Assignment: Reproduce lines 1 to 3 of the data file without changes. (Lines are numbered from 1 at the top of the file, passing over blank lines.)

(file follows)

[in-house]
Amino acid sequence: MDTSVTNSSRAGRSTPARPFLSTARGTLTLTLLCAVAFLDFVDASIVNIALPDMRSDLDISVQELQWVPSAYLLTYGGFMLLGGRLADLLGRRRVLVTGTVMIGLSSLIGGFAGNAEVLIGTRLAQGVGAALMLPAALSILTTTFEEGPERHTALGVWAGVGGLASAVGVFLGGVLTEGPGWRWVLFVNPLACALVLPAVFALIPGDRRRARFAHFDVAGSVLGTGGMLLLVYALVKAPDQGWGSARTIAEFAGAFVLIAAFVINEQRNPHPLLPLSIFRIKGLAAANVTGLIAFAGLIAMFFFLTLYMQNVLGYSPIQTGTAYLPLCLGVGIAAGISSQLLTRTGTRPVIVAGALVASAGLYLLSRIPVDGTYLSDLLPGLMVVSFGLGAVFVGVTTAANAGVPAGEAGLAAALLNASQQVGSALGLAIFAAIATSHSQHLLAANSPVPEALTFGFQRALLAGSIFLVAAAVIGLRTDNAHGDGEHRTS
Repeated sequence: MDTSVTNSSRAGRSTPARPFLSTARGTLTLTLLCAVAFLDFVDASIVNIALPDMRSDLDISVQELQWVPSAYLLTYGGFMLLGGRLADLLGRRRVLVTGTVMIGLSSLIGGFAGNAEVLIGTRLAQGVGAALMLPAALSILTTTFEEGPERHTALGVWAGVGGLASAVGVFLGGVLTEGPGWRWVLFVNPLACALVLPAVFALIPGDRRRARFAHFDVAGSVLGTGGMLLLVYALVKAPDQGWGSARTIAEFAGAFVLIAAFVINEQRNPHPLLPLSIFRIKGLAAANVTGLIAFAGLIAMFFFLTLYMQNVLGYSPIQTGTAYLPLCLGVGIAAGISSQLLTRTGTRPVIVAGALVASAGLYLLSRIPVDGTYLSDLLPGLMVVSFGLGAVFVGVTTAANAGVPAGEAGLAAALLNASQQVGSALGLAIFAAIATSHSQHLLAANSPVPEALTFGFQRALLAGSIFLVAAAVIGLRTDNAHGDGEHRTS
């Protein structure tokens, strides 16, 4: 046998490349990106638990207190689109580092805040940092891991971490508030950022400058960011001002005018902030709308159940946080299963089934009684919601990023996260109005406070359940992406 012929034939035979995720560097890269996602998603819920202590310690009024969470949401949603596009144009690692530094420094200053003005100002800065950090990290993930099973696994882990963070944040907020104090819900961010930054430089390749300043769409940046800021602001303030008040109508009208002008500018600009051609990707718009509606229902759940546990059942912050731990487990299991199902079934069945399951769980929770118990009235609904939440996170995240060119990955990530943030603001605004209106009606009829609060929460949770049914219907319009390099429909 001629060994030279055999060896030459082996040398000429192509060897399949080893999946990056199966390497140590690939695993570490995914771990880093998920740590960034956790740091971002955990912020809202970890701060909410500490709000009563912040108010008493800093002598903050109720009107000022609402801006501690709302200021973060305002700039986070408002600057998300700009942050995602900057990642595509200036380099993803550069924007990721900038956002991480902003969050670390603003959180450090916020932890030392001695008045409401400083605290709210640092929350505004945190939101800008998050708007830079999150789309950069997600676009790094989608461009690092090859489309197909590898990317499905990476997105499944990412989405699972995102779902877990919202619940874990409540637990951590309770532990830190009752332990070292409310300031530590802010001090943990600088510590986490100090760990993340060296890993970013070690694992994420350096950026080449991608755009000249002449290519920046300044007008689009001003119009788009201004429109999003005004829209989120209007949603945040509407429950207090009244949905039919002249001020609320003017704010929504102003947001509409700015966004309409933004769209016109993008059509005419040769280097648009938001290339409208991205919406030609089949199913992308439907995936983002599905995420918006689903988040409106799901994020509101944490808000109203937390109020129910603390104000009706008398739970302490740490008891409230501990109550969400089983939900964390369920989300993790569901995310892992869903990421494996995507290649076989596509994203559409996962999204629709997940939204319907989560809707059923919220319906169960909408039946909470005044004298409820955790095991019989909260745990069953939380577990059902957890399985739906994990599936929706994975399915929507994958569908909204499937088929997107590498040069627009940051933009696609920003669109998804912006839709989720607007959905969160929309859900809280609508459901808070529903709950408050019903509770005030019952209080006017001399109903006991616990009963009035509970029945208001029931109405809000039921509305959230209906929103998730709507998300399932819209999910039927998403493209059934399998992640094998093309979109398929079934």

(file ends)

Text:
[in-house]
Amino acid sequence: MDTSVTNSSRAGRSTPARPFLSTARGTLTLTLLCAVAFLDFVDASIVNIALPDMRSDLDISVQELQWVPSAYLLTYGGFMLLGGRLADLLGRRRVLVTGTVMIGLSSLIGGFAGNAEVLIGTRLAQGVGAALMLPAALSILTTTFEEGPERHTALGVWAGVGGLASAVGVFLGGVLTEGPGWRWVLFVNPLACALVLPAVFALIPGDRRRARFAHFDVAGSVLGTGGMLLLVYALVKAPDQGWGSARTIAEFAGAFVLIAAFVINEQRNPHPLLPLSIFRIKGLAAANVTGLIAFAGLIAMFFFLTLYMQNVLGYSPIQTGTAYLPLCLGVGIAAGISSQLLTRTGTRPVIVAGALVASAGLYLLSRIPVDGTYLSDLLPGLMVVSFGLGAVFVGVTTAANAGVPAGEAGLAAALLNASQQVGSALGLAIFAAIATSHSQHLLAANSPVPEALTFGFQRALLAGSIFLVAAAVIGLRTDNAHGDGEHRTS
Repeated sequence: MDTSVTNSSRAGRSTPARPFLSTARGTLTLTLLCAVAFLDFVDASIVNIALPDMRSDLDISVQELQWVPSAYLLTYGGFMLLGGRLADLLGRRRVLVTGTVMIGLSSLIGGFAGNAEVLIGTRLAQGVGAALMLPAALSILTTTFEEGPERHTALGVWAGVGGLASAVGVFLGGVLTEGPGWRWVLFVNPLACALVLPAVFALIPGDRRRARFAHFDVAGSVLGTGGMLLLVYALVKAPDQGWGSARTIAEFAGAFVLIAAFVINEQRNPHPLLPLSIFRIKGLAAANVTGLIAFAGLIAMFFFLTLYMQNVLGYSPIQTGTAYLPLCLGVGIAAGISSQLLTRTGTRPVIVAGALVASAGLYLLSRIPVDGTYLSDLLPGLMVVSFGLGAVFVGVTTAANAGVPAGEAGLAAALLNASQQVGSALGLAIFAAIATSHSQHLLAANSPVPEALTFGFQRALLAGSIFLVAAAVIGLRTDNAHGDGEHRTS